Traditional payments organizations have new competition. It’s not just Square and Stripe, it’s companies like Shopify and PayPal’s Business in a Box that provide full suites of offerings on top of payment processing. Although merchants still require payments to do business, today it seems more like an add-on to a full suite of product offerings rather than the core piece. For many payment service providers (PSPs), how each chooses to build out this suite of product offerings from the foundation of payment processing has become their key differentiator and competitive edge.
Payment product packages have evolved
Merchants are now not only choosing who to do business with based on which terminal and point of sale (POS) to have in their shop, they’re choosing their service provider based on what other services they can offer. Whether it’s an accounting add on, reporting capabilities, or inventory management, PSPs have to offer more than they once did to remain competitive.
This concept isn’t new to ISOs who have been forging partnerships and mergers throughout the years to deliver the most extensive product offerings possible to their merchants by leveraging relationships with different acquirers, processors, and gateways. What’s different now is the speed at which it’s happening. Technology companies are developing new solutions and customer friendly experiences faster than traditional PSPs can keep up with. One way to address this issue and compete against these new competitors is to deliver delightful customer experiences and increase efficiency at scale.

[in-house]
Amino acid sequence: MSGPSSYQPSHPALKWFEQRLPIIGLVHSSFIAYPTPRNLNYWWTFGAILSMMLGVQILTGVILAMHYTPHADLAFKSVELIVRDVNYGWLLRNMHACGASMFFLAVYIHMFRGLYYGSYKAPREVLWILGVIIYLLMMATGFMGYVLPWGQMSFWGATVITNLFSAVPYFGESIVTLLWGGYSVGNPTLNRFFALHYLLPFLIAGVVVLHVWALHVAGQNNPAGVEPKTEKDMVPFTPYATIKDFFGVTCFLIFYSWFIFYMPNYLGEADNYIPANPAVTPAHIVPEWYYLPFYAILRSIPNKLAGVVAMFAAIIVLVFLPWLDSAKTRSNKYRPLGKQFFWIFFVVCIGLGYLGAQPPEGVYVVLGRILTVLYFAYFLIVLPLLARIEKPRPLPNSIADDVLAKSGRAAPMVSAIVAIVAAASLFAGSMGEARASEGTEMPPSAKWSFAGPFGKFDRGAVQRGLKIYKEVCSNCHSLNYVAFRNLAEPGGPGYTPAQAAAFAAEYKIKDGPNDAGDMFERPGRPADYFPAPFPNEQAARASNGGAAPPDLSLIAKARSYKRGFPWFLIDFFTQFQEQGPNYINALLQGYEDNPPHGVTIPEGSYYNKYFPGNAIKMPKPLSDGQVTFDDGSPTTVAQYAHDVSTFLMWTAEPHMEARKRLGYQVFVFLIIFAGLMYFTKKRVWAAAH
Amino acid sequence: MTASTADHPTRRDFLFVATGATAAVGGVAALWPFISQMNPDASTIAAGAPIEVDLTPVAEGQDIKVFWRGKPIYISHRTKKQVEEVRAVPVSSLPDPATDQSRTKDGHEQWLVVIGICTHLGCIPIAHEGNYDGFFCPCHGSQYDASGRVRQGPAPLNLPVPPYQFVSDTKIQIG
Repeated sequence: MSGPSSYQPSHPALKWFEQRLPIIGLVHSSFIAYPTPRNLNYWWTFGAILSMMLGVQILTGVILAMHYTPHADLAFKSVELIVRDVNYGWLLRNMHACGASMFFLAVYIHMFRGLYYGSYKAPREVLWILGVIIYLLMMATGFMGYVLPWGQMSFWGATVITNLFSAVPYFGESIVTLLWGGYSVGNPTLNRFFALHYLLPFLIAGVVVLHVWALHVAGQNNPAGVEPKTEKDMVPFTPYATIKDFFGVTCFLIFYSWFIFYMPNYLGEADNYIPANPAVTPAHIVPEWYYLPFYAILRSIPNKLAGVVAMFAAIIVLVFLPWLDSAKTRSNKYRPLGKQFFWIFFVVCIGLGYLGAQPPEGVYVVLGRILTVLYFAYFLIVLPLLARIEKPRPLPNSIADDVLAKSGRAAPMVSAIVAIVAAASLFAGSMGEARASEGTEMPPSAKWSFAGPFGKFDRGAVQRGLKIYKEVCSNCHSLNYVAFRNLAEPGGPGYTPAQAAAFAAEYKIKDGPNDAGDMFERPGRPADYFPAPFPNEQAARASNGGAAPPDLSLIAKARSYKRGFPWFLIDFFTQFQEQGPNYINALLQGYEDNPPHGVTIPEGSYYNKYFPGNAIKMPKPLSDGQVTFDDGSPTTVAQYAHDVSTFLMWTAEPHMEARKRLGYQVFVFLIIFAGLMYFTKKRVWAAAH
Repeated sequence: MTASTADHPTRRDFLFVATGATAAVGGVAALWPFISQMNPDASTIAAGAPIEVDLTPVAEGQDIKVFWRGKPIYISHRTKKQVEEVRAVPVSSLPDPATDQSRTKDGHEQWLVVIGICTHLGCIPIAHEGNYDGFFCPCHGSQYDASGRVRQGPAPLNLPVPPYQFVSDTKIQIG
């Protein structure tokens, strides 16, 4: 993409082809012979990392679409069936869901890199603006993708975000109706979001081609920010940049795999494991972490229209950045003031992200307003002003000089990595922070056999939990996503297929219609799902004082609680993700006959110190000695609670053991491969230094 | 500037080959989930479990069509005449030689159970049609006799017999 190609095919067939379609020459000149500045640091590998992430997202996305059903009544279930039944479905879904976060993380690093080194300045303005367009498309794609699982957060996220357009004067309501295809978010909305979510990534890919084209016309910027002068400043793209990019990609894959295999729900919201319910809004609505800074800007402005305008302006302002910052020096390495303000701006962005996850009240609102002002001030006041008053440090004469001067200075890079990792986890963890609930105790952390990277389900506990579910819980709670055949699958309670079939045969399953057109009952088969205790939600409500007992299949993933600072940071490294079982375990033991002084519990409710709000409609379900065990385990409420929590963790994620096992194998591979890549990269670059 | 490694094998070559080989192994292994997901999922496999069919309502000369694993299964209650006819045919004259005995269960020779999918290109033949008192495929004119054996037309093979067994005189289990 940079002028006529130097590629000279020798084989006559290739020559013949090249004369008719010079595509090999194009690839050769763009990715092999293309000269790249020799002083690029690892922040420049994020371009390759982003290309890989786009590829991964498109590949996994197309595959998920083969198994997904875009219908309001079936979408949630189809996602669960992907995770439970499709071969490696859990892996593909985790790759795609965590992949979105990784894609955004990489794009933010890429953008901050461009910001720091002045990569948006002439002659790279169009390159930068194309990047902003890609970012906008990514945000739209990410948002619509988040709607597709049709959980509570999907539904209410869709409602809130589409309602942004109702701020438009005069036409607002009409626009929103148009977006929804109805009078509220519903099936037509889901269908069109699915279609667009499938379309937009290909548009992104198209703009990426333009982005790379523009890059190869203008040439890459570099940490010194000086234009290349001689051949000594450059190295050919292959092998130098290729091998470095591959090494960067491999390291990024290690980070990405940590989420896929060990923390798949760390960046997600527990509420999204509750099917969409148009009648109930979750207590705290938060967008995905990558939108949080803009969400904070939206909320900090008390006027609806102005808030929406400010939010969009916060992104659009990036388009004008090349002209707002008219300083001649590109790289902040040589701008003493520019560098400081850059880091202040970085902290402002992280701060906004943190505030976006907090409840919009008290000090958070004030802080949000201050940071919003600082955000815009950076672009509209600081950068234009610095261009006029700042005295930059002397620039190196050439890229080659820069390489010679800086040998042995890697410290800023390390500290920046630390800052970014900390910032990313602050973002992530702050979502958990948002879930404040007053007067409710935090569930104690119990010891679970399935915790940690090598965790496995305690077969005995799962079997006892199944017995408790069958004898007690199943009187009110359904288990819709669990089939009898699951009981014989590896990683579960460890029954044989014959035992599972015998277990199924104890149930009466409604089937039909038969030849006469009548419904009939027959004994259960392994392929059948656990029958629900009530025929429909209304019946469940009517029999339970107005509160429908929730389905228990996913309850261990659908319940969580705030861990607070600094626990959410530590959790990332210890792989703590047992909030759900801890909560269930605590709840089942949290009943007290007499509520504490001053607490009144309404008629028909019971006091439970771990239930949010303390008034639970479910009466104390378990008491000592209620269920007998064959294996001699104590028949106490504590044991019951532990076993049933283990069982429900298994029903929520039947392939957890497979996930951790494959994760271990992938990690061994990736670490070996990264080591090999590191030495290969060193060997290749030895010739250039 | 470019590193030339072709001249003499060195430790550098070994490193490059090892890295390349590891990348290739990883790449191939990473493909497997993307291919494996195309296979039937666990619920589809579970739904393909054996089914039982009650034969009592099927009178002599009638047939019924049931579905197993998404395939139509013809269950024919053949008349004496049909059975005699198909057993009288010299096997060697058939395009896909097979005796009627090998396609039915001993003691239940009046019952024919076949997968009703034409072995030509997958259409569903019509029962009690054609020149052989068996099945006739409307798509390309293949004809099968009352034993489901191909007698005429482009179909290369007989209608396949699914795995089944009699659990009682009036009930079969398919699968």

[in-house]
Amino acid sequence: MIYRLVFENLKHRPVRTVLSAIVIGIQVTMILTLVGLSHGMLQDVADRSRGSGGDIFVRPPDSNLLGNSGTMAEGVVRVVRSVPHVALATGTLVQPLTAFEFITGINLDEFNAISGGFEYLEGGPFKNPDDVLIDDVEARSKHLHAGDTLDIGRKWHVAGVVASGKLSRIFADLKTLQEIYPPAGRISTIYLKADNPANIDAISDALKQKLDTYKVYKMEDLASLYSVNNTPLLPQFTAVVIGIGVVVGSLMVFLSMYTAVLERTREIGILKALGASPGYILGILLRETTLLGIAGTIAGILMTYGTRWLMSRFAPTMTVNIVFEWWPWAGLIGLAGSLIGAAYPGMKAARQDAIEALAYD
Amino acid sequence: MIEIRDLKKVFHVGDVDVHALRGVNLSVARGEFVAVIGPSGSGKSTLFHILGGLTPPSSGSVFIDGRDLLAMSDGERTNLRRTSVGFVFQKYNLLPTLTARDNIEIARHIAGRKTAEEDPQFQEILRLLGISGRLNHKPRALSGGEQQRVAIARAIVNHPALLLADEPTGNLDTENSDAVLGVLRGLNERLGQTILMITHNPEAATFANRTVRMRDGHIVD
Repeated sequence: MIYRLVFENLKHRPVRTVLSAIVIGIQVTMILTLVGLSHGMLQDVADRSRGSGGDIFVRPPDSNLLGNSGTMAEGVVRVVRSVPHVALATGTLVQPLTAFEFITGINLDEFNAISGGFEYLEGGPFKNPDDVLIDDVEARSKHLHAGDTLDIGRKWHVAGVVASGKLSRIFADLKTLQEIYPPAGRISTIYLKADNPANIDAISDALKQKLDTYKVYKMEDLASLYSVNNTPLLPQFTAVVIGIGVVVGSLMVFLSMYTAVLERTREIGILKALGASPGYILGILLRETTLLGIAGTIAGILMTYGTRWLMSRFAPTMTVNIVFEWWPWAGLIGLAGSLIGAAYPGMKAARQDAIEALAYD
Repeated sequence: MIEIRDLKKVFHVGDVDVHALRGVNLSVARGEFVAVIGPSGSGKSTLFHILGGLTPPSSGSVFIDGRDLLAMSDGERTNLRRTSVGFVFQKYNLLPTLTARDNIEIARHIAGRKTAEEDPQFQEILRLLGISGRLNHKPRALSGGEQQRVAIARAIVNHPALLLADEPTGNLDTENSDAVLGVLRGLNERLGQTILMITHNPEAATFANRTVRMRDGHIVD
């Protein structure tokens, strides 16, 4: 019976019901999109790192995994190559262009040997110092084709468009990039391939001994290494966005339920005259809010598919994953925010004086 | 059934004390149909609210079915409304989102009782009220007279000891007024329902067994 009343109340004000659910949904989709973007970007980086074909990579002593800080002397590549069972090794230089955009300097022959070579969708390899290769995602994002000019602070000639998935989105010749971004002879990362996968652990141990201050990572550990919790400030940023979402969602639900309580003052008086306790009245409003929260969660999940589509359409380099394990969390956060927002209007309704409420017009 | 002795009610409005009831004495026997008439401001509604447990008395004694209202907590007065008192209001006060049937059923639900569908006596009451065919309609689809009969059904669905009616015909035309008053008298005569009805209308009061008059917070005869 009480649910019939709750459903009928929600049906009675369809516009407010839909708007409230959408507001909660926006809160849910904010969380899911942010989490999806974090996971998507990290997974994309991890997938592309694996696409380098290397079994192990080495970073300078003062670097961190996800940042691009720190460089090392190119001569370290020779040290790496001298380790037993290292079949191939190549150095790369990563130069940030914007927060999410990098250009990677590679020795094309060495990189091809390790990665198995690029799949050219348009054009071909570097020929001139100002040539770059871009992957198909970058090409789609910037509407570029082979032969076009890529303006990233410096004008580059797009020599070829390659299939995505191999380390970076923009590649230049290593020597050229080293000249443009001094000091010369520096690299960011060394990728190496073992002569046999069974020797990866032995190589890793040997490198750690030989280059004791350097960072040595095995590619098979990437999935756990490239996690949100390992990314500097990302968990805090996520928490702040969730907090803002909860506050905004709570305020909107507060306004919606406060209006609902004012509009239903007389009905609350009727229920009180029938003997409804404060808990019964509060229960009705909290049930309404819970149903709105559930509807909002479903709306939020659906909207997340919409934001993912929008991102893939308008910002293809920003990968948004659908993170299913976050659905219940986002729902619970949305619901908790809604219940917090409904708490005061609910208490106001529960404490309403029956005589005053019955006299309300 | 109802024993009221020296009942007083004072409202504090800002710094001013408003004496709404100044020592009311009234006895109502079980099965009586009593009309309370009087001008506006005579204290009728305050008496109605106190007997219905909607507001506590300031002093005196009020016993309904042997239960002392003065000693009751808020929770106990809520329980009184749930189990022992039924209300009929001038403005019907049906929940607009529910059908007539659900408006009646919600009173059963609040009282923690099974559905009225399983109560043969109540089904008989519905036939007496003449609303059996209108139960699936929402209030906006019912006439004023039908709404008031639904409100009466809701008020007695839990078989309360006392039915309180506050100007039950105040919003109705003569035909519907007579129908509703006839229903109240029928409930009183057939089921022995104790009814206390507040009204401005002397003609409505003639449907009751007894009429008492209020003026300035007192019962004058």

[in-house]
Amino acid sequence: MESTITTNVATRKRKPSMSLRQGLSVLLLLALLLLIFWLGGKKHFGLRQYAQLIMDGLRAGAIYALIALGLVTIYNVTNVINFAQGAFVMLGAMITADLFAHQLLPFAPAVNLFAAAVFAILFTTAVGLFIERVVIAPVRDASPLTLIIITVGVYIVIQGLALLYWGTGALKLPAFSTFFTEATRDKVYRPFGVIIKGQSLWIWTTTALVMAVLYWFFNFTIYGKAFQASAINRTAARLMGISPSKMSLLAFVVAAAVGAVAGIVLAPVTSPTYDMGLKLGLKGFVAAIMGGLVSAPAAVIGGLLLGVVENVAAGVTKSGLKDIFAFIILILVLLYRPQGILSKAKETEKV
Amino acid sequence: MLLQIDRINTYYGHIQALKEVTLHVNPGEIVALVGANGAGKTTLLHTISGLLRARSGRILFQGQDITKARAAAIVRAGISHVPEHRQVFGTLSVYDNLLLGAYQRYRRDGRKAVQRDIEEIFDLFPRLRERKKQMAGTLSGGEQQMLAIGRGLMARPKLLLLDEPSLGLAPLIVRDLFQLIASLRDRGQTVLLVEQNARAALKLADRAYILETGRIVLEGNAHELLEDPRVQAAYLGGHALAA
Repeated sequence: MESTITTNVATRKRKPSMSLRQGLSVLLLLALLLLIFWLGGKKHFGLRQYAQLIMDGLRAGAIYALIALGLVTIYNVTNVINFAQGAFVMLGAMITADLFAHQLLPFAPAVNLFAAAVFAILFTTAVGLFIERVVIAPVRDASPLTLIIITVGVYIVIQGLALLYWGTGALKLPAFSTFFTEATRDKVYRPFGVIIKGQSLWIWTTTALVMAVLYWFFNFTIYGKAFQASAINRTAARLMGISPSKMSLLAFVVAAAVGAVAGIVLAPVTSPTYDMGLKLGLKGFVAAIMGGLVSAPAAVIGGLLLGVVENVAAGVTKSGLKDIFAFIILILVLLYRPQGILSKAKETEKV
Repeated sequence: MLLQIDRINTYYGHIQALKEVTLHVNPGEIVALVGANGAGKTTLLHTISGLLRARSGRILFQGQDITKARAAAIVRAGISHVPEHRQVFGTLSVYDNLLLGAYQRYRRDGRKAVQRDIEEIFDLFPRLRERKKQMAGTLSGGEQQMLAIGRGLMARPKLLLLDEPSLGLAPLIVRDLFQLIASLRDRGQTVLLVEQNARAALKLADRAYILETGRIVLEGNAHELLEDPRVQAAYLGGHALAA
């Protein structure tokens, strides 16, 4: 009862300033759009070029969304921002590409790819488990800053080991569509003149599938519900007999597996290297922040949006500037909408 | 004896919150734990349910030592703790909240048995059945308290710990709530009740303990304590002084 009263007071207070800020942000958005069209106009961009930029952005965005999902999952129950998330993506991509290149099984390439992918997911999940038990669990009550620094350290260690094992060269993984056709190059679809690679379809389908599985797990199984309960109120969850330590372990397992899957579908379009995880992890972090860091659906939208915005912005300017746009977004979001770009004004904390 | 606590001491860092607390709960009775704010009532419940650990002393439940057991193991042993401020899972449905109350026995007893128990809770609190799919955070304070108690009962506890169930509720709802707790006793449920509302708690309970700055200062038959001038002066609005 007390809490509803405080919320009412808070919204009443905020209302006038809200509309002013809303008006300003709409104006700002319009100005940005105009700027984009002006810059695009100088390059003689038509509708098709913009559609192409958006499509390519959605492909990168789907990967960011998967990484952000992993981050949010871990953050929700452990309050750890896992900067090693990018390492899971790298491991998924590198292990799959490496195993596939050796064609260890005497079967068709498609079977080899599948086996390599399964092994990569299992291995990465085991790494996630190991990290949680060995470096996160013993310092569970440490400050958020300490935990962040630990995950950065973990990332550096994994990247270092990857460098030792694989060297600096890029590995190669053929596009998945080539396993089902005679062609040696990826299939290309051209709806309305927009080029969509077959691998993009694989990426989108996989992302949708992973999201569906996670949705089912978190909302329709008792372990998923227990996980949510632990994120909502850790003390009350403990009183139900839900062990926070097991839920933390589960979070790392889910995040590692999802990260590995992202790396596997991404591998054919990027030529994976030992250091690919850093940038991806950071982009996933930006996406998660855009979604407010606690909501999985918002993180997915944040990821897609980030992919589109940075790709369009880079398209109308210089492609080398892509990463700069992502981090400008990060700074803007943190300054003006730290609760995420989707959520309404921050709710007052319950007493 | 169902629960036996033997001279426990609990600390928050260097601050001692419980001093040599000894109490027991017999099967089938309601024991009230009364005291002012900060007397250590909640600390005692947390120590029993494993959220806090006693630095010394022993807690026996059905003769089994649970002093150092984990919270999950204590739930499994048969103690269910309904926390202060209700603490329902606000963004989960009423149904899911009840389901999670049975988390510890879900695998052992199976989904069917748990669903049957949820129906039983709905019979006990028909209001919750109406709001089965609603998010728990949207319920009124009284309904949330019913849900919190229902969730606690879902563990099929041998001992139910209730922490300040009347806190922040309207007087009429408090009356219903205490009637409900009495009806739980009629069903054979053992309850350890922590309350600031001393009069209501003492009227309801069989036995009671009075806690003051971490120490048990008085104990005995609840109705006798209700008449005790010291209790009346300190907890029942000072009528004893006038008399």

Where to focus efficiency
By automating as many processes as possible, PSPs can spend their money developing innovative and diverse product offerings for their customers. The merchant onboarding process is one of the best places to start because it also achieves an improved customer experience. Making application forms digital with auto-verified fields eliminates back-and-forth between the customer and the sales or middle office teams. This, and the use of digital signatures, allows applications to enter the back office for processing faster than before, so sales teams can focus on selling, not paperwork. Automating the underwriting process expedites the approval for merchants to process payments.
Automating the application form, underwriting, and other onboarding processes allows PSPs to be lean in this area while focusing more resources on product development. This is important not only to stay competitive with new service providers and their vast arrays of product offerings, but it also delivers better customer experiences. The faster the merchant gets approved, the faster they can start processing payments, and the faster the PSP can make a return on their automation investment to put toward other projects.
To learn more about how customer onboarding can increase efficiency and processing volume, read our ISO’s Guide to Payfac-Like Customer Experiences.